Challenge 2: Assembly
Proving the movement and leg patterns in software was one thing. But putting everything together and get a useable assembly is another story. With all the printing relief, and those many layers of acrylic parts, and screws, and spacers, I was not very successful in my first attempt. Quite some time were spent on sanding and drilling, reassembling and testing of the linkage. Even getting the screws was a challenge. Because, I used 4mm holes in the design, which would fit M3 screws smoothly. But none of the local stores has enough metric sized screws and nuts for me. So I spent many more hours switching everything to #6-32 screws (from the Imperial size chart).
Legs Panel Testing
In multiple layered mechanical linkage project, extra (I mean, quite a lot extra), precautions should be paid to load balancing, stability, and relief (or spatial allowance). With all the consumer level machines of laser cutting and 3D printing, and all those environmental variations going around, many measurements could go one way or another. And the gears will tilt if the loads are not balanced. There is still a lot to improve of my design. The frame is not stable enough for holding the body. The body design should have put those heavy batteries closer to the center of support. And the gear section needs a redesign, on a certain level, for a stable and smooth power progression. But I did have learned a good deal of lessons from this project.
or the second week of Arduino, we’ve learned controlling servos using Arduino. And we’ve been challenged to code different behaviors for two servos. A parallel program. What I came up was this nested loop, with two helper functions. The two servos were not running completely different programs though. They are still linearly related. But a differential function made the two sweeping in different patterns. The trick was to us nested loop and control both servos step by step, rather than wrapping each servo’s behavior in a separate function.
For the locomotive robot assignment, I’ve designed a walking robot with four legs. Inspired by animals like cats and horses. Four legs were divided into two pairs, with two diagonal legs in each pair. The legs push the robot forward by turning the servo backward. While the active pair moves back, the other pair reset to the forward position. And this reset happens when the active legs are perpendicular to the ground, which is the moment when the most clearance to the ground. The coding part was rather simple once the mechanism is designed. The only trial-and-error happened in setting the parameters compensating the rotational orientations for the servos.
For testing out the concept, I built the chassis (or say frame) first, with the servos and wood sticks only. After powering it up with the arduino, this little walker bot started crawling across my table.
The chassis of the walker was rather lean. Good news that there was enough space for mounting all the parts. Several recycled rubber band from grocery helped hold them onto it. With a tiny power bank on the belly and the arduino board on the back, it didn’t take long for everything come together. The walker was ready to walk right after stick the USB cable into the power bank. With all the extra cargo on the robot, it was clear that the robot cannot cross difficult terrain as before, but for flat table and hardwood ground, it walked really well. And the long and stiff serial cable served well as a handle for lifting the robot as well.
For the first week of Arduino project, we were introduced into the essentials of the microcontroller, LED controls, and some of its sensors. With the circuit design experience in the Copper Tape project, most of the materials were not that difficult. Although still relied on Google for figuring out the right resistor. I’ve had some Arduino experience years ago, maybe. The lab session was very handy and helped to bring back those almost lost memories.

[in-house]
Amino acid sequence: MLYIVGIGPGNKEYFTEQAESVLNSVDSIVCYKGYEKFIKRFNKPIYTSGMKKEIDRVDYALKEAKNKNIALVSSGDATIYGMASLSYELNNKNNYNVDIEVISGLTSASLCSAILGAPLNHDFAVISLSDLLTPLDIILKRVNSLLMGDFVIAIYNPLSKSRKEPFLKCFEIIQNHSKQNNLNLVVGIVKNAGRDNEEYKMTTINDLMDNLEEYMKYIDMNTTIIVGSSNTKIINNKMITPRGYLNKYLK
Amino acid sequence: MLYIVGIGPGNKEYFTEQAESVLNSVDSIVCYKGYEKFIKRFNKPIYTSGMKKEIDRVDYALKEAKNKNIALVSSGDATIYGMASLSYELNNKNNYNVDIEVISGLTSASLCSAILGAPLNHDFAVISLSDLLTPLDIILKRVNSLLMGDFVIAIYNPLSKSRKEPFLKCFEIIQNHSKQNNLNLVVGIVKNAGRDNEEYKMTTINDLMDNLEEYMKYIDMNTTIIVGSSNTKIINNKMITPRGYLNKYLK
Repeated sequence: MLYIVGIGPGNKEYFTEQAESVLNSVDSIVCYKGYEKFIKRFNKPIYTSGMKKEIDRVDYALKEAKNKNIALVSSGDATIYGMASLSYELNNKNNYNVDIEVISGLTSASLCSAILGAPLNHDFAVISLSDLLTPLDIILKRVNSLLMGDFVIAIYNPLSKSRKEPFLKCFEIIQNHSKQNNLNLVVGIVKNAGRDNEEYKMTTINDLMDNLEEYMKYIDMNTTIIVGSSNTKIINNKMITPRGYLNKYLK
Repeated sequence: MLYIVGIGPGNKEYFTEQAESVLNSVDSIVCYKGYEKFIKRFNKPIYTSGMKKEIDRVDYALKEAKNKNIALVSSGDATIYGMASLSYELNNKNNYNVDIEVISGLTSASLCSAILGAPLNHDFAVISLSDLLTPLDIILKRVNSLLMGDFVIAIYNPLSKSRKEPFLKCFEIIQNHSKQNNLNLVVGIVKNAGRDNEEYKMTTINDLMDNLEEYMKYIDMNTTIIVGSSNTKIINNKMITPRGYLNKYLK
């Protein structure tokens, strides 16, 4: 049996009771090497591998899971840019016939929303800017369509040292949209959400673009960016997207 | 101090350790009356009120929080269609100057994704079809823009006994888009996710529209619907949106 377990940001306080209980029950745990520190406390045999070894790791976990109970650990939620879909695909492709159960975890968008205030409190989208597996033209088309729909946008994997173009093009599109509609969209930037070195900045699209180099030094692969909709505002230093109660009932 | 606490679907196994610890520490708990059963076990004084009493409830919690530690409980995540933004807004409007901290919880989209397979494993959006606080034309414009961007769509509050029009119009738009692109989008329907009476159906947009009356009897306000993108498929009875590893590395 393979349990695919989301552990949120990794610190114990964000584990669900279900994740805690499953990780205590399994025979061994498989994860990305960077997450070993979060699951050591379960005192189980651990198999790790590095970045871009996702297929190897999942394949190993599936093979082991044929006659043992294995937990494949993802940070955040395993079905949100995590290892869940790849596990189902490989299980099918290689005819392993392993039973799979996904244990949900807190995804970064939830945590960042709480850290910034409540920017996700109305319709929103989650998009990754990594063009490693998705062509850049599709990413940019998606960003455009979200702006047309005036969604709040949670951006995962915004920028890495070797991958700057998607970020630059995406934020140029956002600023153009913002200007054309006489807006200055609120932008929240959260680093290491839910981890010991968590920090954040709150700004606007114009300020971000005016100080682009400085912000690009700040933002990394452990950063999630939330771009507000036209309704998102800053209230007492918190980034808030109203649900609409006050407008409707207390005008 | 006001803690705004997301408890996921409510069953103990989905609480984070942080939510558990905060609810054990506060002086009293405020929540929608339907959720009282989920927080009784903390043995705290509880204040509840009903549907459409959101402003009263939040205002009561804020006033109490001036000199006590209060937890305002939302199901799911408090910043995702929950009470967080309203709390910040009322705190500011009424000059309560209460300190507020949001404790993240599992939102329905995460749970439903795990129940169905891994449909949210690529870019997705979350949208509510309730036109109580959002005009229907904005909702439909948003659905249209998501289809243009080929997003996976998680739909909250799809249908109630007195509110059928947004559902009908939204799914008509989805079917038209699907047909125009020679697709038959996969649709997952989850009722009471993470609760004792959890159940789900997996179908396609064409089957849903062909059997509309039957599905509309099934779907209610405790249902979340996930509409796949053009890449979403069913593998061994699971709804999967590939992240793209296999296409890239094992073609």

Triggering one LED within the loop() was easy. But when asked to add multiple reactions, things got a bit different. Because of the simplicity of Arduino, the program is supposed to be a neverending serial process. At a time, I was trying to have two LEDs blink different patterns. But soon I realized that it might need to have some walkaround. Parallel processing might be possible for Arduino, but that’s still out of my capacity. Might be a good point of discussion in class.
For the ideation project, I was thinking about the future of drone deliveries. It would be sweet to know the direction from where they would approach. Maybe not very useful for everyone, but it won’t harm either. And then the notion of a radar system came to my mind–a disk (or other shapes) rotating over and over on a base. Therefore, for the lab’s accessibility, I decided to do a shrunk version based on the availability of materials. Ultrasonic distance sensors on a servo could simulate the most essential form of radar. By periodically rotates the servo, the setup could sense approaching objects with a much wider angle. So in the following week, I’d try this design.
The design has been implemented with UNO x1, servo x1, ultrasonic sensor x2, LED x1, and a resistor.
The setup was as shown above. The trigger and echo pins from both of the ultrasonic sensors were connected to PWM-capable pins on the board. The code was shown as below. I wrote several functions for this build. The base() function was designed to drive the servo run periodically back and forth. The range was limited to 90-degree because the pin connectors will fight against the servo due to the short arm. This is another shrink from the original sketch. Out of the 360, this ‘radar’ can only scan half of them. So I sliced the two 90-degree sectors into halves–each 45-degree sector represents a geological direction ( North, South, East, and West). This is what the angleToDirection() function was designed for. Then the alarm function was set to be called after each scan, so that if an object is detected within a threshold range, the alarm (LED) will be triggered. I used both the onboard LED, and another one on the breadboard. Together with single and double blinks, the two LEDs could represent the direction of an approaching object in a very abstract way. Adding to that, I placed a serial output for the alarm message as well.